Can I make a difference?  I honestly don't know.  But a girl in custody in British Columbia sent me an e-mail with her answer to the question.  She says, "I can tell you from my personal experience of being in a jail, that yes, you teachers do make a difference.  It may not seem like it at first.  Most of us aren't used to someone trying to help us, so when a hand is offered, we get wary.  My teacher has done a lot for me.  He has not only taught me how to keep from swearing at a piece of wood, but he taught me that if I have patience, wood can turn into a thing of beauty.  In addition, I can talk to him about everything.  It's great to know that there are people out there that even want to try to make a difference."
**********

"What you do makes a difference, and you have to decide what kind of difference you want to make."      -- Jane Goodall 


What do you think?  Can you, can we, make a difference?


Monday, September 3, 2012

What's the Best Advice Ever?

Advice has a tendency to be site specific.  For example, the best advice I ever received was from a high school principal who told me this:

-- The more you teach, the less they learn.

I think of that every class I teach.

My brother, Len, tells a story about the best advice he ever heard.  He played double bass in the high school band.  A string broke during band class and there were no extra strings in the school.  The teacher, Mr. Roberts, said, "Len, go downtown to Ann Foster's Music Store and get a box of new strings and fix that bass before you go to your next class."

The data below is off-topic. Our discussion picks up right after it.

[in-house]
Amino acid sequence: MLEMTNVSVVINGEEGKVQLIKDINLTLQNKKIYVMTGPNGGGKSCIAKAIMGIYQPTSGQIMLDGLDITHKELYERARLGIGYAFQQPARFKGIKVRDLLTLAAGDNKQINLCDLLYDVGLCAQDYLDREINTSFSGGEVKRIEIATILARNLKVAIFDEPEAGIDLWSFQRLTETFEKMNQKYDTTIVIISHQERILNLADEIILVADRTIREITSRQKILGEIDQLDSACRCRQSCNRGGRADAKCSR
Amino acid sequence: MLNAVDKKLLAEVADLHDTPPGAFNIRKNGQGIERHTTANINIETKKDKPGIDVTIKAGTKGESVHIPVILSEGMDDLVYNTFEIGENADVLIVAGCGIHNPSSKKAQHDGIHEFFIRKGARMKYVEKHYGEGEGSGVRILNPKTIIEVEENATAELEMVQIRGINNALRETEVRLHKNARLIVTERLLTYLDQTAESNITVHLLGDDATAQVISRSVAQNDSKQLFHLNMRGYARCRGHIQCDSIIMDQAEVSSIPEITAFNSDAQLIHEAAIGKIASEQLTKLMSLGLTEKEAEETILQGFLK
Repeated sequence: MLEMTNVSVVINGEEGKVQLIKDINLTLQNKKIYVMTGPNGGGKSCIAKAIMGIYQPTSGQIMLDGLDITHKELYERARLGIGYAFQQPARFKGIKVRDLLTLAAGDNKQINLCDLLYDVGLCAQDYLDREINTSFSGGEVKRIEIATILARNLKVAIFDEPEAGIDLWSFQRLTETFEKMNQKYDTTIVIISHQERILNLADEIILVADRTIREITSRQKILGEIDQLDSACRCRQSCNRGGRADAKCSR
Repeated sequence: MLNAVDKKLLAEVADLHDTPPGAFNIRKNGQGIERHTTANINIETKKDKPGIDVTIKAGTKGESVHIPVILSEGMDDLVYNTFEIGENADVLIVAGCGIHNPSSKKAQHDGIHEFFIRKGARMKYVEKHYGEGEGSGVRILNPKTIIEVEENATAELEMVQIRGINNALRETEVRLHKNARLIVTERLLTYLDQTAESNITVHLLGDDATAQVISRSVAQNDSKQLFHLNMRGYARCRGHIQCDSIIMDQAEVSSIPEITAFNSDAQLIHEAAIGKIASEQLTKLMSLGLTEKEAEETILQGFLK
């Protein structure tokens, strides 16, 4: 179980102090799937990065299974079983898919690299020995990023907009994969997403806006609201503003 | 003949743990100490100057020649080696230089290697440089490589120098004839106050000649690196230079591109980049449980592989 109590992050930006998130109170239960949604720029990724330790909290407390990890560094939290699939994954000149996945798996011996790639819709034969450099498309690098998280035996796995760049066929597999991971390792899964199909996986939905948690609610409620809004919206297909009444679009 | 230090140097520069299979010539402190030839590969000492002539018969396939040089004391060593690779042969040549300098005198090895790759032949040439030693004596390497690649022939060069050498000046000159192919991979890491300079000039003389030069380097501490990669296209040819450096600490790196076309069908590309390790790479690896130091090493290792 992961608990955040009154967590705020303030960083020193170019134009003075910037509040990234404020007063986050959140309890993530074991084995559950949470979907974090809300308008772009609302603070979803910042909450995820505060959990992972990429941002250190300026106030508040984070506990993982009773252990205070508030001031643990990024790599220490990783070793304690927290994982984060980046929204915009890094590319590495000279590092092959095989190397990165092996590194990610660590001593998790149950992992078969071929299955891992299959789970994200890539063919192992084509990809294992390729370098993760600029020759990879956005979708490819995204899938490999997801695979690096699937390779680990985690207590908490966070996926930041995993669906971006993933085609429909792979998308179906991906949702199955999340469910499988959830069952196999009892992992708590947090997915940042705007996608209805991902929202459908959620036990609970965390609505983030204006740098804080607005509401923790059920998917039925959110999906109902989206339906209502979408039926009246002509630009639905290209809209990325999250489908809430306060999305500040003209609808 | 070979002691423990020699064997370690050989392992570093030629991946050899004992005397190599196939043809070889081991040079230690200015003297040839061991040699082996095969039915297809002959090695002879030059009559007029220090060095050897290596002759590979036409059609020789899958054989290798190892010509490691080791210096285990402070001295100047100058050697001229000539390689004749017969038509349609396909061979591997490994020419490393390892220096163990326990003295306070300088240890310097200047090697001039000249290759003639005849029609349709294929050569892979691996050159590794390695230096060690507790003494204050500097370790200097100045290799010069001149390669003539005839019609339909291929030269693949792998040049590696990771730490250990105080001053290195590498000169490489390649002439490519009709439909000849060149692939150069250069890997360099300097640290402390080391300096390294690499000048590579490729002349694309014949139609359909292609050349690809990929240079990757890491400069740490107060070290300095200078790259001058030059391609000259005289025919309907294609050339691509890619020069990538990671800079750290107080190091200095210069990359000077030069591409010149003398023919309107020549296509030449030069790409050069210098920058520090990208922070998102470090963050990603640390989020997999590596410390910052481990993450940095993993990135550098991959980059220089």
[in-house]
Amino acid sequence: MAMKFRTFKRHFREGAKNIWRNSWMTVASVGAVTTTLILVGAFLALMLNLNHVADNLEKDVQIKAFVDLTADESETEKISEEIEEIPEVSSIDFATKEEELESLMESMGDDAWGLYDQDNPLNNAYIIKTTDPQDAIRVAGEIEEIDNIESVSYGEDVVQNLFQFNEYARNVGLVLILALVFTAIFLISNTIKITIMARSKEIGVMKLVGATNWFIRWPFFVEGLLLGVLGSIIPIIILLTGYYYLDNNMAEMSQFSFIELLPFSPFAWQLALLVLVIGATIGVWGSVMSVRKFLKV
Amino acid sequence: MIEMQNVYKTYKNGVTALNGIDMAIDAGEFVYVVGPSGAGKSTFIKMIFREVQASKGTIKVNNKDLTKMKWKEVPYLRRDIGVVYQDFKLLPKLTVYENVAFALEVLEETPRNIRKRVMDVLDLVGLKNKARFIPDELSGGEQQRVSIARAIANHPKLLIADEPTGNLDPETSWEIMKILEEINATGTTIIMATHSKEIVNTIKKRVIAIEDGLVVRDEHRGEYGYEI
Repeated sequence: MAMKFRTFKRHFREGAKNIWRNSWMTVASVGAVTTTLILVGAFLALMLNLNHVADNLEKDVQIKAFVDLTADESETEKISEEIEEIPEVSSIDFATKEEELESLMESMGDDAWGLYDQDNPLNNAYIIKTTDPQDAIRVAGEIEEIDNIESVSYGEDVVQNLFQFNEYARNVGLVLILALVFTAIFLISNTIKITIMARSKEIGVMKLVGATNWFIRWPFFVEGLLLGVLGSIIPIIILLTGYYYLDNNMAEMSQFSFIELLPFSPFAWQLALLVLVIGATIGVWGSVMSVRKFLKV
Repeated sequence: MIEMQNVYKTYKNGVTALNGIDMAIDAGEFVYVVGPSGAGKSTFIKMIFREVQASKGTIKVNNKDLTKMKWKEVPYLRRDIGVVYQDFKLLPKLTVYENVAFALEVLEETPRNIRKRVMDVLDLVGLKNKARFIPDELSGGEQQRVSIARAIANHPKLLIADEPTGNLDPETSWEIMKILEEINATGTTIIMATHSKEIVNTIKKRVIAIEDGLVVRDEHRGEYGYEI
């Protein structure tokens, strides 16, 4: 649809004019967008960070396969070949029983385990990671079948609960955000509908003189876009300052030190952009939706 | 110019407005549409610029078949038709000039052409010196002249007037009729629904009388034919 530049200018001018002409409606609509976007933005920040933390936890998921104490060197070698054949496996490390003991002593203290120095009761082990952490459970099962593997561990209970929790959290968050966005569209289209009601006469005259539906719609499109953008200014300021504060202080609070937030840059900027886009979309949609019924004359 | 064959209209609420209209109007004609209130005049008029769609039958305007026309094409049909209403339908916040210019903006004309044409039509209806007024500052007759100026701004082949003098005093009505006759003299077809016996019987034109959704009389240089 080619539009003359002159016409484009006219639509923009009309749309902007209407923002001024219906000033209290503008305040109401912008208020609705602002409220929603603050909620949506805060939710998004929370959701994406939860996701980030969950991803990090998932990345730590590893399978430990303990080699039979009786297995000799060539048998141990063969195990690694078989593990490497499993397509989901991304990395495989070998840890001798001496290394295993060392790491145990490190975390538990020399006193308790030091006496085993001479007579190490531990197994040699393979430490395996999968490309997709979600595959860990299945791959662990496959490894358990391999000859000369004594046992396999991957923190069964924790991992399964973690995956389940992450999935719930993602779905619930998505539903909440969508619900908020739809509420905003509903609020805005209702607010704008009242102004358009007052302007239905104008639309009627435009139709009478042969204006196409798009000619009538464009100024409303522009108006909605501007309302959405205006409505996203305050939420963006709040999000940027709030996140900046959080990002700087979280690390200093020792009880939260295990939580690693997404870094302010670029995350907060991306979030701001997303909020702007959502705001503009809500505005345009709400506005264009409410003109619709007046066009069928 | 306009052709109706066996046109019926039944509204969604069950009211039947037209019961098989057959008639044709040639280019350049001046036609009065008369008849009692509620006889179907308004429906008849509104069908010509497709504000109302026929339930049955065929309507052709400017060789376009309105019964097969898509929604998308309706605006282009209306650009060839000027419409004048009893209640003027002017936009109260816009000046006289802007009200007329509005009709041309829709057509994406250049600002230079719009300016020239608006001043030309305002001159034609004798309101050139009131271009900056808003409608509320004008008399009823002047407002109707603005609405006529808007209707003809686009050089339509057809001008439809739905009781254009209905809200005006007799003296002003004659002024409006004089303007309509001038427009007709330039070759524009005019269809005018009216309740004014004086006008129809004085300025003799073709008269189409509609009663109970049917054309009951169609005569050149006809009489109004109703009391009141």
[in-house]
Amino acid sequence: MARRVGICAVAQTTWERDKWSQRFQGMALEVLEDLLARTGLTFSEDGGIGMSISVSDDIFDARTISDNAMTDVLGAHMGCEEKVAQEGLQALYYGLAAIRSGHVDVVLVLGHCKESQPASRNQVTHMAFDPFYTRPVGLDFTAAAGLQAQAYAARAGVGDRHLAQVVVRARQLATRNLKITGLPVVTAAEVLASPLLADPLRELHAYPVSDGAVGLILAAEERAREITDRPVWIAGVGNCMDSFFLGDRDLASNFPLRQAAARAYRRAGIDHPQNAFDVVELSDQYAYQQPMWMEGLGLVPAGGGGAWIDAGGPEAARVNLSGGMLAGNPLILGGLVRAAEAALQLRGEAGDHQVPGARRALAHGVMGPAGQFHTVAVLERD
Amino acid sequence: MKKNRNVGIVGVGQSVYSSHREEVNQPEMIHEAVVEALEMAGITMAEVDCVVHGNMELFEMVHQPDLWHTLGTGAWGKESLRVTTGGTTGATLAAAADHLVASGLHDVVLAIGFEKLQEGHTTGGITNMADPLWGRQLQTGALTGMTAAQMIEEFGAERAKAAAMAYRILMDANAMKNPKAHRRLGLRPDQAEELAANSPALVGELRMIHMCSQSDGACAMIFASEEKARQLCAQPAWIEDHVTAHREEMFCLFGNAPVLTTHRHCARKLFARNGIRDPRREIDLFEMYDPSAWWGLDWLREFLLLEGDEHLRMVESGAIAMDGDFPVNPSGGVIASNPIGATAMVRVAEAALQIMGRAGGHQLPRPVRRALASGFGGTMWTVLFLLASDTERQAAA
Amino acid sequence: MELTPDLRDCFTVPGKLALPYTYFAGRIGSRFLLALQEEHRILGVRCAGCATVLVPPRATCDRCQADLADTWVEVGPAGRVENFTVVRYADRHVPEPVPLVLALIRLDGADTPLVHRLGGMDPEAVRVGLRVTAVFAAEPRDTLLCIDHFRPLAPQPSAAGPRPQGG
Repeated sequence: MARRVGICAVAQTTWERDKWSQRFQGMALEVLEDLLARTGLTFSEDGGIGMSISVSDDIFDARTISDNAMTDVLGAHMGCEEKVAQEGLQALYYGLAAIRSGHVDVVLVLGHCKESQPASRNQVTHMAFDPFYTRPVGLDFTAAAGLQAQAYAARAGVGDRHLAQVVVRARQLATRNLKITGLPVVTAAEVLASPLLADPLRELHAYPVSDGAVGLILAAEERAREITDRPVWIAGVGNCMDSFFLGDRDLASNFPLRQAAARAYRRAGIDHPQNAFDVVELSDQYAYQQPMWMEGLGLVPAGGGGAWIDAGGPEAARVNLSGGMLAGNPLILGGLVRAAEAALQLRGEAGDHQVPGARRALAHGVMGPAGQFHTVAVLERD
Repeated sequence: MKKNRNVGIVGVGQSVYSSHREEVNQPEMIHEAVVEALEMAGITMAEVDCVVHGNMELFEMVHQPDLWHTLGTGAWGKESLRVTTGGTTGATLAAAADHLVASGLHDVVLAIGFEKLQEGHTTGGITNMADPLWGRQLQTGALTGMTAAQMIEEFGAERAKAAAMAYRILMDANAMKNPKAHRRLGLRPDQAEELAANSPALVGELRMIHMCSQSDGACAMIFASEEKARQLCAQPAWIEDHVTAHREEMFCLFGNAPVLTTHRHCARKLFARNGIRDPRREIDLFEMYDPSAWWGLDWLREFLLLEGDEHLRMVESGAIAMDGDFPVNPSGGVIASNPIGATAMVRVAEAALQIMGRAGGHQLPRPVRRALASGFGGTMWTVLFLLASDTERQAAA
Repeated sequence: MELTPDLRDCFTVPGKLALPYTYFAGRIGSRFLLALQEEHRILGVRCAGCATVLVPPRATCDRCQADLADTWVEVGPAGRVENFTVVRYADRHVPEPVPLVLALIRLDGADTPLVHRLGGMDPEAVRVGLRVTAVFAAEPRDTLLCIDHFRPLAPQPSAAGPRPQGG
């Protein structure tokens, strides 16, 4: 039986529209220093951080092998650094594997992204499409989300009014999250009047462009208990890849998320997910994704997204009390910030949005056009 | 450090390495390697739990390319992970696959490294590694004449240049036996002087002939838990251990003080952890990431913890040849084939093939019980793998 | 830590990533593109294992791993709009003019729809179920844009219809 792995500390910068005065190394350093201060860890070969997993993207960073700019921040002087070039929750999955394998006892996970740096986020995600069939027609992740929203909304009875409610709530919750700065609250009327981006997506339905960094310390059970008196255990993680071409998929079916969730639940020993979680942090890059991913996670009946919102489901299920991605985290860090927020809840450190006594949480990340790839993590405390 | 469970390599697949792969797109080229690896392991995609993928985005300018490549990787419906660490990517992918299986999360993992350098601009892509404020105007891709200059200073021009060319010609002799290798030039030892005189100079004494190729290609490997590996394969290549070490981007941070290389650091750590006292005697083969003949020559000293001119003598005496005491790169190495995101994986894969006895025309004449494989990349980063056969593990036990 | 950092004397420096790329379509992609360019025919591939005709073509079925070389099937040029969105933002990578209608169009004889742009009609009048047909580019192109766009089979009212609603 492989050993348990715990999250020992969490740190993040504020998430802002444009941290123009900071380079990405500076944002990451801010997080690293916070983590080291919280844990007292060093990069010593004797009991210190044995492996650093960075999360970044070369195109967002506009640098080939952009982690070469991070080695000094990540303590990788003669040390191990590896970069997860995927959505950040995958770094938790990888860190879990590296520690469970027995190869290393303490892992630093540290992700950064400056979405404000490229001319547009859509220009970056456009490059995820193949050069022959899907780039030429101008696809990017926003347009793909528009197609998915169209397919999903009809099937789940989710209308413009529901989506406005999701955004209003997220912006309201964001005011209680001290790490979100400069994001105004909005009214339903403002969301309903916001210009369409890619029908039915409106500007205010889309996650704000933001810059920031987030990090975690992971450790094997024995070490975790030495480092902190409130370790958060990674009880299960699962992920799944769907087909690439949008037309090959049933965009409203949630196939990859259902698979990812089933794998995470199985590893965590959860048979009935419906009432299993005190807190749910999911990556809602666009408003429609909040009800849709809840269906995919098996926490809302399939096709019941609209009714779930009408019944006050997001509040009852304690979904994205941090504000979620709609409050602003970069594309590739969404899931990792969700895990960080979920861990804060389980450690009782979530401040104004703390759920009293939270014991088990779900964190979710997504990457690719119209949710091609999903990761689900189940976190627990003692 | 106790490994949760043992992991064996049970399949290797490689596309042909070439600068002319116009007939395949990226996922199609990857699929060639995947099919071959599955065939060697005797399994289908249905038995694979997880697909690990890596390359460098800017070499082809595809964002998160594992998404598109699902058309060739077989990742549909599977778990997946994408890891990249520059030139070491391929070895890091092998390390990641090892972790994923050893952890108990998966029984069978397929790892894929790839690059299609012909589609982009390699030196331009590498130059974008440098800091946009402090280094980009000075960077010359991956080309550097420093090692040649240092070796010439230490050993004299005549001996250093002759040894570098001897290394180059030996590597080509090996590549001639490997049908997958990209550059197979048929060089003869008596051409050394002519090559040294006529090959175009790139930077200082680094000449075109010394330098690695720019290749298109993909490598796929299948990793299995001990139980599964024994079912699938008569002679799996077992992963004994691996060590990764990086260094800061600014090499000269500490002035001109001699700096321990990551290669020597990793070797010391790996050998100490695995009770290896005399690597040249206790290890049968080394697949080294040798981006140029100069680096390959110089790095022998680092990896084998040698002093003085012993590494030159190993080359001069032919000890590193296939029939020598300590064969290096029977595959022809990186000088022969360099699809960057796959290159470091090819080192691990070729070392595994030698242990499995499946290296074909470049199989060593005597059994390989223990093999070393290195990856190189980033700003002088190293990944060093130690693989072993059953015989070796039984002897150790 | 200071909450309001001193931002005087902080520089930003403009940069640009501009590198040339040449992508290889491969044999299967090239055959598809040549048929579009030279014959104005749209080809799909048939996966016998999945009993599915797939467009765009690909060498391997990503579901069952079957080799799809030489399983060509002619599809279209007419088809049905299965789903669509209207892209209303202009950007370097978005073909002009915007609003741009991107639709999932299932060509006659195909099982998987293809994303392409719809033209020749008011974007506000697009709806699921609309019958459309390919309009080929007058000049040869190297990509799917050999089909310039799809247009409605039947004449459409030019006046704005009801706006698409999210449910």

Len:  "Mr. Roberts, it'll take me an hour to go downtown and back.  I have a double French class coming up."
Mr. Roberts: "Always keep your instrument in good repair and ready to play.  Get those strings now."

This message stayed with my brother for years after.  He played guitar in rock and roll bands, always keeping his instrument ready to play.  He witnessed the downfall of many musicians who had not received that advice.

Ten years later, the high school had their 50th anniversary.  My brother saw Mr. Roberts, quite aged now and walking with a cane.  Len said, "Mr. Roberts, in high school you gave me the best advice ever about keeping my instrument ready to play.  Do you have any advice for me now?"

Mr. Roberts said, "Len, from where you're standing on your side of the street, you don't know which way the wind is blowing on the other side of the street."